In my last post I mentioned how a deck of cards can provide a useful workout when staying at a hotel. I rarely travel anywhere without cards. Card training is not the only option. As you will see below, a lot can be done in a small hotel room. You do not need a lot of space or any unusual equipment to conduct an effective, but complex session. Below you will see my recent workout at the hotel, and then I will share with you a useful lesson that goes far beyond the limits of any hotel room.
Demonstration of training at the hotel
First, here is a small demonstration of a workout at the hotel, which I conducted last month in New York. I was away, preparing Katie Taylor for her fight for the world title at Madison Square Garden. The week of combat is always hectic, so I choose short workouts in my room to make the most of my time.
On this day, I performed several exercises using body weight, ab wheeland the 41-inch strong band from Iron Woody Fitness.
Keep it simple
When I'm on the road, I do not pay attention to the approaches and repetitions. Instead, I allocate a length of time (for example, 30 minutes) and try to fit into the session as much as possible. I make every effort with every approach and rest as needed. Nothing is tracked. I never know how many approaches or reps I performed. Therefore, I believe you could describe the training as random.
However, this is not meaningless, as I try to turn on push, pull, lower body and core. This is not always the case, although it depends on time. If I am very busy, I can perform a few squats and pushups. As I said, something beats nothing.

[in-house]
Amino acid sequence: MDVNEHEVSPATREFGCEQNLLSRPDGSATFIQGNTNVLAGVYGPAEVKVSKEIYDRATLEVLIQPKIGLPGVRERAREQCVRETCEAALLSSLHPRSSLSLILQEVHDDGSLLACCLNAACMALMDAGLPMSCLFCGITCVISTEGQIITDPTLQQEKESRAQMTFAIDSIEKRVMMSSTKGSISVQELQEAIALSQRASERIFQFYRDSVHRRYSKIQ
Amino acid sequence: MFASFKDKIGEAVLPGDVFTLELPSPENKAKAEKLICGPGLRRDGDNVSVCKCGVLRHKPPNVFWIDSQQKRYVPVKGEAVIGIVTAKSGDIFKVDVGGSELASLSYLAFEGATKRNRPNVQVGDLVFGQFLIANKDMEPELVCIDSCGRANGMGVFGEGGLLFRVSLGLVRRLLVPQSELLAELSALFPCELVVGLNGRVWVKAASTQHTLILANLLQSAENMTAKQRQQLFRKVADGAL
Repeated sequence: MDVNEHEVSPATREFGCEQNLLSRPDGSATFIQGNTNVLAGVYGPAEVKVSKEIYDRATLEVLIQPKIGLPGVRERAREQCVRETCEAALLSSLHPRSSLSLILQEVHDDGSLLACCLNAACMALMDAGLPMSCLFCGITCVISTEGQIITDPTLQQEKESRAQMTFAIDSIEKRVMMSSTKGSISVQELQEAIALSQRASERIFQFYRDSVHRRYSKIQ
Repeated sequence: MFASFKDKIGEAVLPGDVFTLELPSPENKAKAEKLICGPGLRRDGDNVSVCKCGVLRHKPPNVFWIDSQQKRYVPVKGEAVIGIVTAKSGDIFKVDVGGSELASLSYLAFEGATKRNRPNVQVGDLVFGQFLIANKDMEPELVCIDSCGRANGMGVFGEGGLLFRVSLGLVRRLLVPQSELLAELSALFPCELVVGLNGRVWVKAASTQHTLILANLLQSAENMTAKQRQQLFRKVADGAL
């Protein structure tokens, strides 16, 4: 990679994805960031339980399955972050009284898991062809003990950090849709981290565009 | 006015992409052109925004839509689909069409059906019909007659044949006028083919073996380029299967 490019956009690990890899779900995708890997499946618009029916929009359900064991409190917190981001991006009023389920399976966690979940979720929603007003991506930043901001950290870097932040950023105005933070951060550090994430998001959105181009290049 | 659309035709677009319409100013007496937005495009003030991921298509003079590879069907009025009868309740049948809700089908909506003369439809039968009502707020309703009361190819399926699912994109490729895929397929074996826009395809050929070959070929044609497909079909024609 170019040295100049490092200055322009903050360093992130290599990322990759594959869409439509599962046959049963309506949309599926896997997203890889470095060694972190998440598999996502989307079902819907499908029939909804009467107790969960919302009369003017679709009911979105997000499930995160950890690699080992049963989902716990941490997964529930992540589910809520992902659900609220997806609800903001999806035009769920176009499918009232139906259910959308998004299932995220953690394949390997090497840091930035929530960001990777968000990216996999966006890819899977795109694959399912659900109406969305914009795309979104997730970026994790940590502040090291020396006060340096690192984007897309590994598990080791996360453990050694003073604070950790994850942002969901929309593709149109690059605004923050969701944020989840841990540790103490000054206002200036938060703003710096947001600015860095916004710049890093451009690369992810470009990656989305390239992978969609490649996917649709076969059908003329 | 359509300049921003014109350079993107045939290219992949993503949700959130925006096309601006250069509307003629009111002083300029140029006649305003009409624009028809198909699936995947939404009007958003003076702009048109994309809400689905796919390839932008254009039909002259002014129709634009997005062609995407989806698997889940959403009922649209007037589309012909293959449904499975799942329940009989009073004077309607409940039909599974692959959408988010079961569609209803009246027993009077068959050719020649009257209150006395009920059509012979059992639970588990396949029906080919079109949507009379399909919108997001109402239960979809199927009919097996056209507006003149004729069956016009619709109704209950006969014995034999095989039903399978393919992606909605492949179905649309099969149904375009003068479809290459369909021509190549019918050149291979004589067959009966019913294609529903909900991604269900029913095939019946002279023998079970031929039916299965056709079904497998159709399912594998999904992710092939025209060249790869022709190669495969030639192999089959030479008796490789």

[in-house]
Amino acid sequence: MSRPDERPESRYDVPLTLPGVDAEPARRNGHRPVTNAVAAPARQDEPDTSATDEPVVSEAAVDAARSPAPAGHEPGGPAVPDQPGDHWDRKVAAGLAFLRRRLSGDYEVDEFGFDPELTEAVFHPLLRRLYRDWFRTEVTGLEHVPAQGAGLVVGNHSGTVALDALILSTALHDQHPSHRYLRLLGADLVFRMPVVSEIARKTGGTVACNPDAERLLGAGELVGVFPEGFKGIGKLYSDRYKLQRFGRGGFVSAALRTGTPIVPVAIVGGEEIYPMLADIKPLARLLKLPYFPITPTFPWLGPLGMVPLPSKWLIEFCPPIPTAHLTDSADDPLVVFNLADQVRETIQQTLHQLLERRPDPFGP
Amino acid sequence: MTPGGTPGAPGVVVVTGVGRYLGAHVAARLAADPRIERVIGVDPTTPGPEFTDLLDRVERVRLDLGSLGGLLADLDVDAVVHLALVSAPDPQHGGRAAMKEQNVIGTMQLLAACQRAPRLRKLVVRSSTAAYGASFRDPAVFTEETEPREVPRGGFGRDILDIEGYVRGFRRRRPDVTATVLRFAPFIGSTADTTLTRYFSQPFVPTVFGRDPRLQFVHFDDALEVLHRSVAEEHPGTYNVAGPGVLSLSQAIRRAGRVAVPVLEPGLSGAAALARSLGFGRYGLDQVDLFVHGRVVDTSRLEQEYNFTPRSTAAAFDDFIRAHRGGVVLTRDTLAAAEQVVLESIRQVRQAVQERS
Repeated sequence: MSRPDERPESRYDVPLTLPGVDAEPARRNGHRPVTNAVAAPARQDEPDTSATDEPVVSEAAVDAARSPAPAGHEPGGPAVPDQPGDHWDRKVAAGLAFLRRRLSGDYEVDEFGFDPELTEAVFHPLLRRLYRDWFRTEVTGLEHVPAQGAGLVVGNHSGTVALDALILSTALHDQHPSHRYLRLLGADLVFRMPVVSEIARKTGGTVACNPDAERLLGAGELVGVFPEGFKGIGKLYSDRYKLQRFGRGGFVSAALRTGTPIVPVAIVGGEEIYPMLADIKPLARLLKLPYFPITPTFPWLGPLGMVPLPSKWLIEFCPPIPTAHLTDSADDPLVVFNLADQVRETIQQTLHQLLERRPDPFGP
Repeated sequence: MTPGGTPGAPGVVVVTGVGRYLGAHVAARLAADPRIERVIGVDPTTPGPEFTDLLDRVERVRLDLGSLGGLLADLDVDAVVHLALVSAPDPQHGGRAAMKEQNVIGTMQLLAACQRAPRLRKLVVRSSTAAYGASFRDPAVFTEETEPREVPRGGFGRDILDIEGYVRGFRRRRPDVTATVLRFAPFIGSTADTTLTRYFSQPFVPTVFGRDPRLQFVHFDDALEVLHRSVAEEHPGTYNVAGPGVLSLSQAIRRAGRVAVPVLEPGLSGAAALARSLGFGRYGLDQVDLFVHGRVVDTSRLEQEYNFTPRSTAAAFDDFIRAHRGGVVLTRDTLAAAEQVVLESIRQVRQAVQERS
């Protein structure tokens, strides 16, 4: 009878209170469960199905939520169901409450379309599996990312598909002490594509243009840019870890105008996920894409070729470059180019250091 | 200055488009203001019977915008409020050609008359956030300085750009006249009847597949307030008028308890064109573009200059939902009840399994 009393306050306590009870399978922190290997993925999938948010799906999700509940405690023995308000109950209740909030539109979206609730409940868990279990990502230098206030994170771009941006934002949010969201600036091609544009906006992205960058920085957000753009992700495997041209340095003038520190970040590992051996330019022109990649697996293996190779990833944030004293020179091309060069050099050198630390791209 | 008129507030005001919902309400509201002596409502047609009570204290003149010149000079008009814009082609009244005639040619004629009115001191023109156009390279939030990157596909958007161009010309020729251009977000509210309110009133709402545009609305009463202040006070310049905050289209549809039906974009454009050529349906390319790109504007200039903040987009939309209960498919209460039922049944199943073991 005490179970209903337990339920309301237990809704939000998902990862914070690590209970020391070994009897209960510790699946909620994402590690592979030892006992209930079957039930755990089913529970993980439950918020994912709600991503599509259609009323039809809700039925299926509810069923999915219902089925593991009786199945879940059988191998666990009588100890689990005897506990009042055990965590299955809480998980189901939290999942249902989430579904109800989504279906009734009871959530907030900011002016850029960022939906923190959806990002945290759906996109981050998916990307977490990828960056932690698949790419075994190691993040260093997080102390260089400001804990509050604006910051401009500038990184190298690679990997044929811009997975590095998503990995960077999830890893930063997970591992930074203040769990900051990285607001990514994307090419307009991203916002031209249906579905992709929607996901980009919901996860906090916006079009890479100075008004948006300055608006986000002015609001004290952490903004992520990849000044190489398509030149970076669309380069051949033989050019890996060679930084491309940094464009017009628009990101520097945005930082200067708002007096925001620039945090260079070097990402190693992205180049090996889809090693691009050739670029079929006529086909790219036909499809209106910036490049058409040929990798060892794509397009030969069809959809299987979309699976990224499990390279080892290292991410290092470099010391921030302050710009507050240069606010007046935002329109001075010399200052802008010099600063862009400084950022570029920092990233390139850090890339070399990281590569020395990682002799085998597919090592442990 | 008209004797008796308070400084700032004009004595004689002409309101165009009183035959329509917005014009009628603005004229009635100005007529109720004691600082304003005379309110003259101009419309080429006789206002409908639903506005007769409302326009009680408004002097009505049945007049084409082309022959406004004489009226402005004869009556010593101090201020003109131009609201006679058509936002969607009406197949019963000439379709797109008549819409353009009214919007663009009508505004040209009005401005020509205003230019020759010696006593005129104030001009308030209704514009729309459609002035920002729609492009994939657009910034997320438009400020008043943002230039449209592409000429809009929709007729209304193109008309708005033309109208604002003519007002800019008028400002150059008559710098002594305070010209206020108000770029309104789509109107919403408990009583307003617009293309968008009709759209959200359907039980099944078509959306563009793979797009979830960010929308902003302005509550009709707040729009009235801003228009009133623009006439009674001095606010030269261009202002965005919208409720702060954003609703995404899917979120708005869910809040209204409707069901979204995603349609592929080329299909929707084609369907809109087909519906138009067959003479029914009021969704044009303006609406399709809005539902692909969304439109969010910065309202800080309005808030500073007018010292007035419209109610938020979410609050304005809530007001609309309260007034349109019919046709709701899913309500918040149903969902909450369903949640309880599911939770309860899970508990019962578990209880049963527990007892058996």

Take home lesson
Despite the random and somewhat unpredictable nature of these workouts, there is always one constant an effort, No matter what I do, I try my best that I can. I'm not just doing moves to check that I trained from my To-do list, Whether it's 10, 20 or 30 minutes, I do my best to make the most of my time.
When I force myself to do my best, good deeds happen. I do not need to follow a specific program or protocol. Specificity is less important than the purpose of the work. And this is one lesson that more people need to hear.
Thus, despite the fact that the fitness industry would like you to believe, complex programming is not necessary. You can succeed with almost anything if you are committed and consistent. I definitely did not regress during the week just because I didn’t follow any specific plan. In fact, almost 15 years have passed since I followed a structured plan. This does not mean that I threw the logic out the window. On the contrary, it is more evidence of the potential of common sense in combination with the knowledge gained through experience. Over the years, you tend to find out what works for you, and this is not something that needs to be written down or exactly followed.
Come to work regularly, work hard, try to be the best, and you will succeed. This is not rocket science.
“Success is neither magical nor mysterious. Success is a natural consequence of the consistent application of basic principles. ” – Jim Ron